The Stepford Moms


I recently came across a phrase online that made me giggle. I love dry humor and had a good laugh when I saw someone use the phrase “Stepford Mom.”

What exactly is a Stepford Mom? A Stepford Mom is a mother who is constantly striving to be perfect. She feels that everything in her life must be done a certain way and it must be done with a smile on her face. She’s not allowed to complain and will not settle for anything less than perfect. And perfect often comes with a hefty price tag and a lot of pressure.

Before I became a mother, I didn’t think this type of woman existed. If someone had told me that there are moms out there who will spend seven hours sewing sequins on her daughters dance recital dress and will do it till her fingers bleed, I would have called bullshit. Except I now know for a fact that the above scenario is entirely true because I have seen it with my own eyes.

There’s nothing wrong with wanting to have nice things or wanting to make your kids have a fun and memorable childhood. But when does it stop? Where do we draw the line? Is it reasonable to spend $800 on decorations for a two year olds birthday party? Is it normal to buy name-brand onesies that your newborn will grow out of in three weeks? Maybe that is your normal. That is okay. But that is not my normal and I can guarantee that as a child growing up in the 90s, I didn’t know anyone who had that kind of normal either.

When I was growing up, birthday parties were not status symbols. There wasn’t a competition to see who had the best treat bags or the coolest theme. We didn’t even have themes. You know what the theme was? Balloons, streamers, pizza and cake. Maybe a few games like Pin the Tail on the Donkey or Duck-Duck-Goose. Our parents didn’t hire photographers for every single life moment and we definitely didn’t get gifts that cost hundreds of dollars. I am not saying there is anything wrong with any of this because I have done some of the above things. But when did society change so much? Why are we so obsessed with being perfect?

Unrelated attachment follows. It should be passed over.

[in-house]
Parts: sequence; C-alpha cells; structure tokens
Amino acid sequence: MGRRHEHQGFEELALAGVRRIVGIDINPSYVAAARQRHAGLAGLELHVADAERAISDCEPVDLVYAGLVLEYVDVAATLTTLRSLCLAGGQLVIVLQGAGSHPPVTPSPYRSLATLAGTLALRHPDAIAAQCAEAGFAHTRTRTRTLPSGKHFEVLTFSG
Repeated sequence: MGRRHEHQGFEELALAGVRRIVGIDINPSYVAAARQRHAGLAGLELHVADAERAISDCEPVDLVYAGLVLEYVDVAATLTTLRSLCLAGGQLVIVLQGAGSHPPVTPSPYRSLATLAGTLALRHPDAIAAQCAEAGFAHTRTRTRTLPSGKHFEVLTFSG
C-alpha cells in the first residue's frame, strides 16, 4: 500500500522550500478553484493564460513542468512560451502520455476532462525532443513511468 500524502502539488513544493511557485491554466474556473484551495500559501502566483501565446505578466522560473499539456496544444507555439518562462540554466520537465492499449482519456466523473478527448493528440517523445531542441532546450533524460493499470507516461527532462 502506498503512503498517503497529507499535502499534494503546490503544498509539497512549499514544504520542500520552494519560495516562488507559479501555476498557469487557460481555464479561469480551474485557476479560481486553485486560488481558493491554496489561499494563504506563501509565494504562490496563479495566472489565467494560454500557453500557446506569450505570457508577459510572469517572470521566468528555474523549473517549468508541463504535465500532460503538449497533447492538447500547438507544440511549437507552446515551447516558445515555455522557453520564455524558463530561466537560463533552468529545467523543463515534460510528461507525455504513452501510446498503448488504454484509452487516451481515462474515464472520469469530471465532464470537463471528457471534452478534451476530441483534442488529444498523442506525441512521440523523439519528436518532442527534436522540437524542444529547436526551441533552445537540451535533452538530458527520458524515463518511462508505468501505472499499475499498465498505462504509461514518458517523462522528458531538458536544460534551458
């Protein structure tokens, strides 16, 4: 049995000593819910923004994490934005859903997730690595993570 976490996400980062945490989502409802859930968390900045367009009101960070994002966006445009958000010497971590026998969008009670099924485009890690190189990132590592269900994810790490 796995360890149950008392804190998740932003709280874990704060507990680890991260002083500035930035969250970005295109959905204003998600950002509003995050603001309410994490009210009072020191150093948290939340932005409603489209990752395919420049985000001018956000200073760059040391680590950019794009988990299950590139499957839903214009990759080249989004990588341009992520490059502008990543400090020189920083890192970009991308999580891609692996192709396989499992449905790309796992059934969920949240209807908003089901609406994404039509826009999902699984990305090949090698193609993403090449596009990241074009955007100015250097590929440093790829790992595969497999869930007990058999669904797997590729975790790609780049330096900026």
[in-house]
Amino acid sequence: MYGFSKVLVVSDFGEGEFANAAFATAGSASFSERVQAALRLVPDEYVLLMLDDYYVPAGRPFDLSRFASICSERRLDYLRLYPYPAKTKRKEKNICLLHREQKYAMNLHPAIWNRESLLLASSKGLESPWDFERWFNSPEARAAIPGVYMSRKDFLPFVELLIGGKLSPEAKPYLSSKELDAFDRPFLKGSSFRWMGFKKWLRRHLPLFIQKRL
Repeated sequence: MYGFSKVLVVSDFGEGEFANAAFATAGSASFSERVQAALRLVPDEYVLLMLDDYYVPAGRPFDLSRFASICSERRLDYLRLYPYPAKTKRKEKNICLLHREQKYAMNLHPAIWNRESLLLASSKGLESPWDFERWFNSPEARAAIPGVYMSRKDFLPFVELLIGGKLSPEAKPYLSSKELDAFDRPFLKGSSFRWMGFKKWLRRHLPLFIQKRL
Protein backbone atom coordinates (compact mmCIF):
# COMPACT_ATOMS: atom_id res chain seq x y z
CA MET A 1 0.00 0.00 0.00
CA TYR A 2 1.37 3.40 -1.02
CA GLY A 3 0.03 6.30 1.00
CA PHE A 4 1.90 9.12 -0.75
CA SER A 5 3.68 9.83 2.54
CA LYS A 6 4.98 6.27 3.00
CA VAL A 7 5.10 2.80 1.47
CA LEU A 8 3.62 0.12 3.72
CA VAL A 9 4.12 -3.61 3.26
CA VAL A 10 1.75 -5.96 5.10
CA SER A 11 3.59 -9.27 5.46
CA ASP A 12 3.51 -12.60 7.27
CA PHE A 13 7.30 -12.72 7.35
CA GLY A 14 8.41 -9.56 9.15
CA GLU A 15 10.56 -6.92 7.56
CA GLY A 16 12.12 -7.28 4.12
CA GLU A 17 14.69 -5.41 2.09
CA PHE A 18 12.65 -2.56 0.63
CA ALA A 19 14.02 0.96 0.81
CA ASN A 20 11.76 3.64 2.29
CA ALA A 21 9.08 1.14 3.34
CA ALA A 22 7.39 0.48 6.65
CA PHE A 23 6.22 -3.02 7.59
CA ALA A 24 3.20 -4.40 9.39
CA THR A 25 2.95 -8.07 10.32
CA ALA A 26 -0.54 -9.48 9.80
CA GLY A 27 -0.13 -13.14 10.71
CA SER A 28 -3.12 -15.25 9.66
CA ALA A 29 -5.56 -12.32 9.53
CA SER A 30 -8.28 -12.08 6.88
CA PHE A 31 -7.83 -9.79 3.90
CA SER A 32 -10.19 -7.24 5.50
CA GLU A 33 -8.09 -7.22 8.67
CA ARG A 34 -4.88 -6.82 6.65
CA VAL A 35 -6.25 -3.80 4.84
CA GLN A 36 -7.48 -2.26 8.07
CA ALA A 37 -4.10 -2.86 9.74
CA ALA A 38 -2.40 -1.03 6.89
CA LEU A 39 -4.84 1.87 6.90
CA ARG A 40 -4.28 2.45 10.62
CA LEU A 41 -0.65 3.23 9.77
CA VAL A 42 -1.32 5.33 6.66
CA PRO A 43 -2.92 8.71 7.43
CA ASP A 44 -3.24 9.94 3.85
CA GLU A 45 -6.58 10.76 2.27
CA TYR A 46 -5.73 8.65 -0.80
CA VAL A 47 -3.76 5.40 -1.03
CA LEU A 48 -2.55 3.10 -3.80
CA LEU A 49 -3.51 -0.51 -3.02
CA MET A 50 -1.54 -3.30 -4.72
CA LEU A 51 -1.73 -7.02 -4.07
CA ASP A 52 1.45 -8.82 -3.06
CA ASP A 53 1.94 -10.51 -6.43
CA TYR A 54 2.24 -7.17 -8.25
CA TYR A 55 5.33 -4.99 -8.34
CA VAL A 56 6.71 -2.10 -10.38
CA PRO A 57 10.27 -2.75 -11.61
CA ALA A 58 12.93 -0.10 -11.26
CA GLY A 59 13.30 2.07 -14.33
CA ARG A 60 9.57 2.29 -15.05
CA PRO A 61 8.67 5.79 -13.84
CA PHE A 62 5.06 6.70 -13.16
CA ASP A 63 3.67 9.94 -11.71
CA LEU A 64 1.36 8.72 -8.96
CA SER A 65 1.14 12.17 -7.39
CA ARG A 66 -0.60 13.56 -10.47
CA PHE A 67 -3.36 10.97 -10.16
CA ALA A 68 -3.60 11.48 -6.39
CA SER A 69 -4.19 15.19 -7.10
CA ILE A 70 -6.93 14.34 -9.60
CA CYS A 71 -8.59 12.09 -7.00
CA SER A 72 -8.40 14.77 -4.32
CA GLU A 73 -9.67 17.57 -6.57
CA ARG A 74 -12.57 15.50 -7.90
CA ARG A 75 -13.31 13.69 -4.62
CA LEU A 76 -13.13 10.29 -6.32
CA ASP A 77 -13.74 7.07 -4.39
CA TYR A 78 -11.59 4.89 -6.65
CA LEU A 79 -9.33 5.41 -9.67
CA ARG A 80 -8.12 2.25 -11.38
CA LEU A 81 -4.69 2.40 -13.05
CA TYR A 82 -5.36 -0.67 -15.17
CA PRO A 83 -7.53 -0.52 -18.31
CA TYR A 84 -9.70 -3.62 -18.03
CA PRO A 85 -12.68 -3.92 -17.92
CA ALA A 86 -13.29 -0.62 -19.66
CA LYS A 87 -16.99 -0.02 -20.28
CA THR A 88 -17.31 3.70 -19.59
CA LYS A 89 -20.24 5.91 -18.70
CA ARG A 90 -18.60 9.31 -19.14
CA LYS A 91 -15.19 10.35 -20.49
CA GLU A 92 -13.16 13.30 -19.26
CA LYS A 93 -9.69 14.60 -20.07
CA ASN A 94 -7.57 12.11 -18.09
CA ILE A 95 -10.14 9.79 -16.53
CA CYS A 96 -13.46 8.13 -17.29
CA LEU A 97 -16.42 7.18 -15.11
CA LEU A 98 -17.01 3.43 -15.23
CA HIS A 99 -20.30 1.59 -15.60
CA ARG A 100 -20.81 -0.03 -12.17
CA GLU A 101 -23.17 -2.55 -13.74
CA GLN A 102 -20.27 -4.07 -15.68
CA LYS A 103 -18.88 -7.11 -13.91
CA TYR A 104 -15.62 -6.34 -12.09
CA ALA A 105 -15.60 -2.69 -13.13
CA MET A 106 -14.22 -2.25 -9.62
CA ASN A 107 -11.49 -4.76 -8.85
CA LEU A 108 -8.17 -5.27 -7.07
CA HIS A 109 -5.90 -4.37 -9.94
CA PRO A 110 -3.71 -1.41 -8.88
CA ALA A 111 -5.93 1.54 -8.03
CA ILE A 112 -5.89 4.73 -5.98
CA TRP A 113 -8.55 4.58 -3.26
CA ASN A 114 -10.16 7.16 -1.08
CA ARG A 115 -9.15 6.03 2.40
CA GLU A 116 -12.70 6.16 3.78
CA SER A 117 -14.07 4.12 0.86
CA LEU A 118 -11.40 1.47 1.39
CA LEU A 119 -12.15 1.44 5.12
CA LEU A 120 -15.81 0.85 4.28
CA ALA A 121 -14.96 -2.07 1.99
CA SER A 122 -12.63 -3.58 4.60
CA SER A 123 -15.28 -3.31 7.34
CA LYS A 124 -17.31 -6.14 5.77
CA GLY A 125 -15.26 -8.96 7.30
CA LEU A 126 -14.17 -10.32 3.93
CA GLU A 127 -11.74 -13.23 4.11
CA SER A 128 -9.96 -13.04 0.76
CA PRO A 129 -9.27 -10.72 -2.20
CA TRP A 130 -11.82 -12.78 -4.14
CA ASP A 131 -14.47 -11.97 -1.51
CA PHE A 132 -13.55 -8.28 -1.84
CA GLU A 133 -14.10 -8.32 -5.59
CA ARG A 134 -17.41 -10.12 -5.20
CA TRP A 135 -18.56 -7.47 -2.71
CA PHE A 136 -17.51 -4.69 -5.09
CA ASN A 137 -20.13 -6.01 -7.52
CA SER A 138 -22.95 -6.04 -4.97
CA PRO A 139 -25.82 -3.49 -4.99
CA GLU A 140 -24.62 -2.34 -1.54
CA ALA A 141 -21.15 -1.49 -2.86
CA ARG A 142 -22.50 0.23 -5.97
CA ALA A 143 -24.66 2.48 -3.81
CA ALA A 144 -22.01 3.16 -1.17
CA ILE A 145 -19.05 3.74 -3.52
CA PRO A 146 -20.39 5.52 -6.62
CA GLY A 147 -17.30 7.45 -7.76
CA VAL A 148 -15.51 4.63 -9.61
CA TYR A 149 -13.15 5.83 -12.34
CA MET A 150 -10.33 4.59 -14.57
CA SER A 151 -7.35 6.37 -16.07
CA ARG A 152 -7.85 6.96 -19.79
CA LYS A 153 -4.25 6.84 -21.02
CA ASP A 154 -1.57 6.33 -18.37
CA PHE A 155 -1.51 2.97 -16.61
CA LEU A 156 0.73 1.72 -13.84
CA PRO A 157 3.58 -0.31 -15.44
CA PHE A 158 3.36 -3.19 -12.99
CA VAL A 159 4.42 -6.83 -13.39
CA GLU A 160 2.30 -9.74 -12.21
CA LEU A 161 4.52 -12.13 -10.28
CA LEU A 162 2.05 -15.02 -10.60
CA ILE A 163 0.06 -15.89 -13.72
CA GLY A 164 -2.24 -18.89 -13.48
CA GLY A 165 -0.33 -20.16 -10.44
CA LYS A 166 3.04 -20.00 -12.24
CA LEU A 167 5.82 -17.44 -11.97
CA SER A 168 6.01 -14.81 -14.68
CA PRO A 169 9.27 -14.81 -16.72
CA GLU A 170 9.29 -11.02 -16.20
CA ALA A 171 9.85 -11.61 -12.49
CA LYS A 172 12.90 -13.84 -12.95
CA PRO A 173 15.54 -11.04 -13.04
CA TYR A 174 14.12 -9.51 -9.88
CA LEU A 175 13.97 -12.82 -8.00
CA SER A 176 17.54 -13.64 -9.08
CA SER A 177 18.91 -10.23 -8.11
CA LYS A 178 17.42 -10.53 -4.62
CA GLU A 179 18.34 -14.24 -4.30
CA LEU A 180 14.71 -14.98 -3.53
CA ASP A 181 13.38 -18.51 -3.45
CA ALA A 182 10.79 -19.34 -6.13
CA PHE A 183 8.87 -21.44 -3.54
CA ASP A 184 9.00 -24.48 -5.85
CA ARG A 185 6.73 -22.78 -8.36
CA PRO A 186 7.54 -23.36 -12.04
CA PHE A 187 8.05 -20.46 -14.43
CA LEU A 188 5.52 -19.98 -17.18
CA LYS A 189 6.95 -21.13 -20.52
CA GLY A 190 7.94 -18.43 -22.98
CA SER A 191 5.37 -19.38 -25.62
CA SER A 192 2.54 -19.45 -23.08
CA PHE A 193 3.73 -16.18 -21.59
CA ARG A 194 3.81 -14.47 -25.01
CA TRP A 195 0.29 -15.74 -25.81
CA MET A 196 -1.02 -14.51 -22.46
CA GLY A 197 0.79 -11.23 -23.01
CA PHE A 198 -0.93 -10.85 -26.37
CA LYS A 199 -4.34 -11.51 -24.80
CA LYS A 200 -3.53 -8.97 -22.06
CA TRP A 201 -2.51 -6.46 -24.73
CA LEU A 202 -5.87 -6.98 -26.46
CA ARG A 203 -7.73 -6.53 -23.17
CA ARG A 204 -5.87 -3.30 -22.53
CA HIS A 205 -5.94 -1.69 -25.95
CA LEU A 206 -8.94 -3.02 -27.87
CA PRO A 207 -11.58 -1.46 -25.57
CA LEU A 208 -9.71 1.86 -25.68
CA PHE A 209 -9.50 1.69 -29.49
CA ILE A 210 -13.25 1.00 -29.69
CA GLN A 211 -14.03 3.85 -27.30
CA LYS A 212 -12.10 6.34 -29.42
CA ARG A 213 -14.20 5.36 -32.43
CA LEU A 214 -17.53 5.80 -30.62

It’s not just the birthday parties and the photographers either. The Stepford Mom perfection mode is everywhere. I see it with new moms all of the time. We feel this need to look perfect immediately after having a baby. I remember being embarrassed to share pictures of myself when my daughter was a newborn because I looked like shit. Well of course I looked like shit, I had just had a baby. But I see it so often, where new moms feel like they have to look put-together. They must have perfect hair and perfect makeup and they can’t let anyone see them in sweatpants or leggings or maternity jeans. It’s kind of depressing to think that some women would feel judged by society for not looking perfect after having a baby. Aren’t we technically on a free pass to look like crap for the first few months?

And then there are the Stepford Moms who MUST have the best of everything. The most expensive diaper bag, the $600 nursery bedding set, cribs that cost as much as cars and gizmos and gadgets that are totally unnecessary but are ultra-important in the eyes of the Stepford Mom because she needs to keep up with the Joneses.